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Car Salesperson Not Obligated To Assess Ability Or Mental Or Physical Fitness Of Customer

January 26, 2009

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In Cook v. Schapiro, defendant Elaine Schapiro, an eighty-year old woman, purchased a car from co-defendant Mt. Kisco Chevrolet Cadillac, Inc. Two days later, while Ms. Schapiro operated her vehicle, she struck a car and fatally injured the plaintiffs' decedent. Plaintiffs commenced an action, in part, against Mt. Kisco Chevrolet, accusing it of negligently entrusting a car to Ms. Schapiro. Mt. Kisco Chevrolet's motion to dismiss for failing to state a cause of action pursuant CPLR §3211(a) (7) was denied by the trial court.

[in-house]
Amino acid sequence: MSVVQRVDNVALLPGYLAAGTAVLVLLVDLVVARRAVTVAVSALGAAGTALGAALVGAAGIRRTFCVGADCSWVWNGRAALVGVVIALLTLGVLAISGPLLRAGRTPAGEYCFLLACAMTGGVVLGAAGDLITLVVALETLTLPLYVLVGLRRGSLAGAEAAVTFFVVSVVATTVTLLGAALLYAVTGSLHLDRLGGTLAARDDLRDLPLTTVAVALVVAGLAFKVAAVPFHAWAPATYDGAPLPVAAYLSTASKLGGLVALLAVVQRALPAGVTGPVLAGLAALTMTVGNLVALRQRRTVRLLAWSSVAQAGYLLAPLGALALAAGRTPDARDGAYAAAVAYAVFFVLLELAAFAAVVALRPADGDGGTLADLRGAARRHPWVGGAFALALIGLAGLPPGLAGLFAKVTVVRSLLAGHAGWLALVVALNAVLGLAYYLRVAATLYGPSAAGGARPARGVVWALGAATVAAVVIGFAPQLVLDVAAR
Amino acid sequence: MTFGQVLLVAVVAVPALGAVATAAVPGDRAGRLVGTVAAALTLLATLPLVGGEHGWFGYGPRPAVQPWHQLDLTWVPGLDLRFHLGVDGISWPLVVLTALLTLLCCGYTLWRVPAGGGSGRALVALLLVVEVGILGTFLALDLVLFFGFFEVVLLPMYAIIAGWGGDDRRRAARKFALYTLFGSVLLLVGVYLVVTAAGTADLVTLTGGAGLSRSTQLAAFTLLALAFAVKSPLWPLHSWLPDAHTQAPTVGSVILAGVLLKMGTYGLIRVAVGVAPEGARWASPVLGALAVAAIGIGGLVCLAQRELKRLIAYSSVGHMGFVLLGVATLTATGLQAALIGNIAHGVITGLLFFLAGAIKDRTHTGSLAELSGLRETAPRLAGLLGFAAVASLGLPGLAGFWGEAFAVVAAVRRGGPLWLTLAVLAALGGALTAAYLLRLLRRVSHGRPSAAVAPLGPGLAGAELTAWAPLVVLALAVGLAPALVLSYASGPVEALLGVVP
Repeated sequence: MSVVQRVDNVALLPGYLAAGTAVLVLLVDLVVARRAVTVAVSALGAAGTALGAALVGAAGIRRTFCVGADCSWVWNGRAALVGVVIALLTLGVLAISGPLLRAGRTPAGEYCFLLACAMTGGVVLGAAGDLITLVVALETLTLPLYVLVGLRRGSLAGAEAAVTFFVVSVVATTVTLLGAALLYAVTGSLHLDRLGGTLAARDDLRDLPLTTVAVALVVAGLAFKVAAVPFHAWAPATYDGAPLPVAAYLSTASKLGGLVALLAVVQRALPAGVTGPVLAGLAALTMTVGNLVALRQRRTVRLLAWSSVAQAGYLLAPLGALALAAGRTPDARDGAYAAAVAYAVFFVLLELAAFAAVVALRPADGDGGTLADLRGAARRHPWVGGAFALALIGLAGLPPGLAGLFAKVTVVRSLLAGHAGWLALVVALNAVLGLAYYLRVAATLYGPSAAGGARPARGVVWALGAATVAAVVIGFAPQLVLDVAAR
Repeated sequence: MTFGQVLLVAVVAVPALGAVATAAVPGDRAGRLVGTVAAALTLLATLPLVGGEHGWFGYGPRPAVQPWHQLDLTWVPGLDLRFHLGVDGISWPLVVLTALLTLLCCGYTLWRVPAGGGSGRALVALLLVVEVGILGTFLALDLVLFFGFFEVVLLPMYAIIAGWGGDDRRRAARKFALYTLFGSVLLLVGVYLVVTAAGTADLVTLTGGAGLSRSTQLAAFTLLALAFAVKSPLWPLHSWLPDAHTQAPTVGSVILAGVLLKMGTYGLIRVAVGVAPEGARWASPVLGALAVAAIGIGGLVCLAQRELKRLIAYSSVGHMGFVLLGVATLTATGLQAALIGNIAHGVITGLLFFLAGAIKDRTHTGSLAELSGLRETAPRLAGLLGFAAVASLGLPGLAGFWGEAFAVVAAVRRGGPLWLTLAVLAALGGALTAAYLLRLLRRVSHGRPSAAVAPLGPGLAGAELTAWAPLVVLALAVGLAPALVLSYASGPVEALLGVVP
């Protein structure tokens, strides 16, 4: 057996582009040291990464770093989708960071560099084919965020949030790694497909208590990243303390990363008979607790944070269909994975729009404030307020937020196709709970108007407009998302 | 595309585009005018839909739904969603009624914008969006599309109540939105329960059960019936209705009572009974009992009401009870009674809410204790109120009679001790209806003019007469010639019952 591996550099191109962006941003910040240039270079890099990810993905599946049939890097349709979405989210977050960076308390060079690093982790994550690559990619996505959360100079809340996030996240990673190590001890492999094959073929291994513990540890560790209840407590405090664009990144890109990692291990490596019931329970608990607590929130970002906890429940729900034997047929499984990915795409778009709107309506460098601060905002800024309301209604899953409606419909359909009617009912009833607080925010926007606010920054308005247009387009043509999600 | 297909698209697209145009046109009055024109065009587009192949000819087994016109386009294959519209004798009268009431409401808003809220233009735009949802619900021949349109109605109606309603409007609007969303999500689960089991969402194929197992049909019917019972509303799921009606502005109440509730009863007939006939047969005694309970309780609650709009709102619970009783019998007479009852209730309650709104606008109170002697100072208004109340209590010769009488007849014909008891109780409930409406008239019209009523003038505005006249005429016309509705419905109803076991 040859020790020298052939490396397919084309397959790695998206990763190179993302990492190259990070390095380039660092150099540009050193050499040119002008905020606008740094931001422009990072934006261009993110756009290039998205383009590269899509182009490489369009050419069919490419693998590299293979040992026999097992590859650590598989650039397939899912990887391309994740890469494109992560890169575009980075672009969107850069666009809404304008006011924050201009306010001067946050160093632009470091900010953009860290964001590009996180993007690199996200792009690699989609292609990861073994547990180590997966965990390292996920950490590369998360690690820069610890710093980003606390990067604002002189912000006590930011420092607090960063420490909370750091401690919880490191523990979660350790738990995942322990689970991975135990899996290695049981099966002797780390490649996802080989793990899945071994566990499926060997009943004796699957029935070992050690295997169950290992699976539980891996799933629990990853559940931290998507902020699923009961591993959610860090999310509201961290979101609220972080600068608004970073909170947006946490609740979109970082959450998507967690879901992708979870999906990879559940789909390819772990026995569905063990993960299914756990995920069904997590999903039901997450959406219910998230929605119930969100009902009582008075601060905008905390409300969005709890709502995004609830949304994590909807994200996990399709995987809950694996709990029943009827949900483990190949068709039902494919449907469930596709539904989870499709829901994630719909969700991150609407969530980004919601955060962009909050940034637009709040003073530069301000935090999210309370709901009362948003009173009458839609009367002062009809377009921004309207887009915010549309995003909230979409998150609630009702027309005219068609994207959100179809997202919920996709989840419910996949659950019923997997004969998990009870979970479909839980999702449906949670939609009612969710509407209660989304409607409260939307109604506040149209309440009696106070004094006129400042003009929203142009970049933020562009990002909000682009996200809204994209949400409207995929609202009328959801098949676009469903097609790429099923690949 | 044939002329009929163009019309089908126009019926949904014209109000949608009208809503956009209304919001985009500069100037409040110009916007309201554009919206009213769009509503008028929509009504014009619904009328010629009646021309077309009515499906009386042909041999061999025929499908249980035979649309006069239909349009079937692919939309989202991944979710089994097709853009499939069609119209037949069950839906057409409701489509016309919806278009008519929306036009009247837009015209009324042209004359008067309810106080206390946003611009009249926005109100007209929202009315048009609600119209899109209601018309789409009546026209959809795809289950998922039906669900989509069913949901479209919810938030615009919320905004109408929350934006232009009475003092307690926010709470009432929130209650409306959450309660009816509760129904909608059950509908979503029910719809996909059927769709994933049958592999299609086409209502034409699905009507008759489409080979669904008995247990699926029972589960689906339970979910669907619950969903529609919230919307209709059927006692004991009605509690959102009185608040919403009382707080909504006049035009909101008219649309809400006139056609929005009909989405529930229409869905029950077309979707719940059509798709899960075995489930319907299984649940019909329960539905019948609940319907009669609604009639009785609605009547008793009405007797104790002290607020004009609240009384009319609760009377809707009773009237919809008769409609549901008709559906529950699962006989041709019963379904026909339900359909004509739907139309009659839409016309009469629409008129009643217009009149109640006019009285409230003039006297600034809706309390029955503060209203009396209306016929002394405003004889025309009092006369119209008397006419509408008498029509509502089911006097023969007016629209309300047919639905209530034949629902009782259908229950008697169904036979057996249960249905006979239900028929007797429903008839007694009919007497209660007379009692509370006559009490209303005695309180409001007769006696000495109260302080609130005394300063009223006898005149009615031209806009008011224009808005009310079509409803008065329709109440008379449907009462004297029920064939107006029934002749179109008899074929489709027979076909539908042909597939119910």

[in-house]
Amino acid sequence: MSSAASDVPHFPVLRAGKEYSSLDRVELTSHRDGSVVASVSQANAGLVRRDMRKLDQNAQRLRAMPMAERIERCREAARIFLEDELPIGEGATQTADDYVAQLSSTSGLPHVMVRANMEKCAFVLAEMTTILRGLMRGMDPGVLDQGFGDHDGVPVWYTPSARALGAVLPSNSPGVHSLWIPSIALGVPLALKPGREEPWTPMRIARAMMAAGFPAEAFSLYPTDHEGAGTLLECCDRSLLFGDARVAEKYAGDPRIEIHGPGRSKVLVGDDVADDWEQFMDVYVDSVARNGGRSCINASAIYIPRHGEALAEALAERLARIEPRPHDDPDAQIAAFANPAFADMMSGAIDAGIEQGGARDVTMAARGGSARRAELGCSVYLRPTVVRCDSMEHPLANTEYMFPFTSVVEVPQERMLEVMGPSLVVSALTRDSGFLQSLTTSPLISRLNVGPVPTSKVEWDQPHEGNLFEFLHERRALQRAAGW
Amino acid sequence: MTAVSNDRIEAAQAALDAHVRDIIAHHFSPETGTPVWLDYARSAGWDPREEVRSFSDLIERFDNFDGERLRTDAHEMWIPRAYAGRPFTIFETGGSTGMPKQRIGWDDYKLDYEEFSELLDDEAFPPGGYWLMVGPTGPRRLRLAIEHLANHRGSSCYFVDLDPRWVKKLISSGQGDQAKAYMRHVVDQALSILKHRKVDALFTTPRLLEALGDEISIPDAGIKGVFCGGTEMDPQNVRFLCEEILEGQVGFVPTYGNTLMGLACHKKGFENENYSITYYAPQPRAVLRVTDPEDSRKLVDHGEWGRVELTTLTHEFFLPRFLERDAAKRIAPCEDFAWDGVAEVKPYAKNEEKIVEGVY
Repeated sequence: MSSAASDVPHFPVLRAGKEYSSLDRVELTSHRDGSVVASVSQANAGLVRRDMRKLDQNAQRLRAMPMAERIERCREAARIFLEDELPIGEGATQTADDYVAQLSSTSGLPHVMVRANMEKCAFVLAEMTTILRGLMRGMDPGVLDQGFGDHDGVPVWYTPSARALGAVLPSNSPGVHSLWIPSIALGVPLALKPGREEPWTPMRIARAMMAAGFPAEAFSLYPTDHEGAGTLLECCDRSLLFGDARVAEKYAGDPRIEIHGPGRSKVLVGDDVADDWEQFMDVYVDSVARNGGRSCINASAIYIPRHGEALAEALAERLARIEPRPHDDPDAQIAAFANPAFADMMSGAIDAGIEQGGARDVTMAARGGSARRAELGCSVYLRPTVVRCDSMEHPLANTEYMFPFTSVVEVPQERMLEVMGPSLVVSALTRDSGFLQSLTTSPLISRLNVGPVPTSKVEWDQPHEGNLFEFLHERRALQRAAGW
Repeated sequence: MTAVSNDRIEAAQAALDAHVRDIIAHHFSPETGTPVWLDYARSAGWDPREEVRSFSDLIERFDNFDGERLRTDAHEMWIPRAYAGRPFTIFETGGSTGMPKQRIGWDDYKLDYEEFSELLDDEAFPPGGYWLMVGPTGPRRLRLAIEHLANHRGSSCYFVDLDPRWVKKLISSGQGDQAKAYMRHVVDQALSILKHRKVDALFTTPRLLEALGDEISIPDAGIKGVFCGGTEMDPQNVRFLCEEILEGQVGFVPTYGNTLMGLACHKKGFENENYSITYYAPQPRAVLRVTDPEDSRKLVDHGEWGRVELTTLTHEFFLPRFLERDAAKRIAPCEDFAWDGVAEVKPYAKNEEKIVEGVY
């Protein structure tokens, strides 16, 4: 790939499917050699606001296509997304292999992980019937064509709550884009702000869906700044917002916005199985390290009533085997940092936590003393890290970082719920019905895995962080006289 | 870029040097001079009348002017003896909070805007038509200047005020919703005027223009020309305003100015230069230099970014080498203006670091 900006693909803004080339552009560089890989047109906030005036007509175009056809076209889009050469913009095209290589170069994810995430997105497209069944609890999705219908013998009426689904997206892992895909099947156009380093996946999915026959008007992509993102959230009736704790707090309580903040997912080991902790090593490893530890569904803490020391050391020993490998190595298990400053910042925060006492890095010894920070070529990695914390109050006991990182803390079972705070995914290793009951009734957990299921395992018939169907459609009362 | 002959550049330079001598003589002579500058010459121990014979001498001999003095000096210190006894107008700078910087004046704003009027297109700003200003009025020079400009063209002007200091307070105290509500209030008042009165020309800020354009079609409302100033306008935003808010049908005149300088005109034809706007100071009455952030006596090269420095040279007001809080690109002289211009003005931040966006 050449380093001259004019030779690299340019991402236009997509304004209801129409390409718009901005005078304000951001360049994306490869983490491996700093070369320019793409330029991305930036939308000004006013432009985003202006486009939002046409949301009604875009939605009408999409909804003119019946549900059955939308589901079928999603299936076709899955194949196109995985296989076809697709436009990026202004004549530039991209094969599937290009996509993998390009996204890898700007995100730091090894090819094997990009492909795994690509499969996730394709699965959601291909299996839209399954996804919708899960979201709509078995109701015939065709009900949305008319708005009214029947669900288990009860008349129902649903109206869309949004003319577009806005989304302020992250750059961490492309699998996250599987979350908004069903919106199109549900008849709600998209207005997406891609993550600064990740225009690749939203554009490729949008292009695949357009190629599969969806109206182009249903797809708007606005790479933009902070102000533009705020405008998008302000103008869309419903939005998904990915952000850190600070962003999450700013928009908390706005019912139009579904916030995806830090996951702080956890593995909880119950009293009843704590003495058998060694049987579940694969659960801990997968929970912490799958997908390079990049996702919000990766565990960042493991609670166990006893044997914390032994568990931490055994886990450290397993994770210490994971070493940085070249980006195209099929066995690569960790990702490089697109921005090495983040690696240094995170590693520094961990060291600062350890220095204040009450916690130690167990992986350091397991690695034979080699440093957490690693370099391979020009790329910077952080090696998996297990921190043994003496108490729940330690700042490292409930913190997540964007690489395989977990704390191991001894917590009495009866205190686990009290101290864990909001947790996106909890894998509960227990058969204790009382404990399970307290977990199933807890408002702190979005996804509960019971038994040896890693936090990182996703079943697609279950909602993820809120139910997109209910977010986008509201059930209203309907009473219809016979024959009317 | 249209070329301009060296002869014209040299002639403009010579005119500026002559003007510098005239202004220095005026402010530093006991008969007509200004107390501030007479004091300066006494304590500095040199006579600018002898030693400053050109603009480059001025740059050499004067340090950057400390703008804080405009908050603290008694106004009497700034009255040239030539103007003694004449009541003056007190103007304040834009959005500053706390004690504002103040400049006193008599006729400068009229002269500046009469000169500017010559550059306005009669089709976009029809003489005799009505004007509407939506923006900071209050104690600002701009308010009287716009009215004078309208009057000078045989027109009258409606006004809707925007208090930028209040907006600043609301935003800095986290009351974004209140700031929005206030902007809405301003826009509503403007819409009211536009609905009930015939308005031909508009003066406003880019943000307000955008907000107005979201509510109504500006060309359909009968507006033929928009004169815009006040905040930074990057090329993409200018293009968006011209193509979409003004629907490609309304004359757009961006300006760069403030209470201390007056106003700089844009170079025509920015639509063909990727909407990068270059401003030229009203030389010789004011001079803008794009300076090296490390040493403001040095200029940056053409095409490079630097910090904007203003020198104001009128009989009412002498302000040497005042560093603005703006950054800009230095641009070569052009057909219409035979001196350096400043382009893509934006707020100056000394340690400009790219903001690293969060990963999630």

The Appellate Division, Second Department reversed the trial court’s order, converted the motion to one for summary judgment pursuant CPLR §3211(c) and granted the motion to dismiss. The Court held that since the car dealership possessed no “special knowledge” regarding Ms. Schapiro or the car, there can be no viable cause of action for negligent entrustment. Moreover, the Court refused to impose a higher a duty upon Mt. Kisco Chevrolet to evaluate ability or mental or physical fitness of its customers.
<a href="http://www.nycourts.gov/reporter/3dseries/2009/2009_00328.htm">http://www.nycourts.gov/reporter/3dseries/2009/2009_00328.htm</a>

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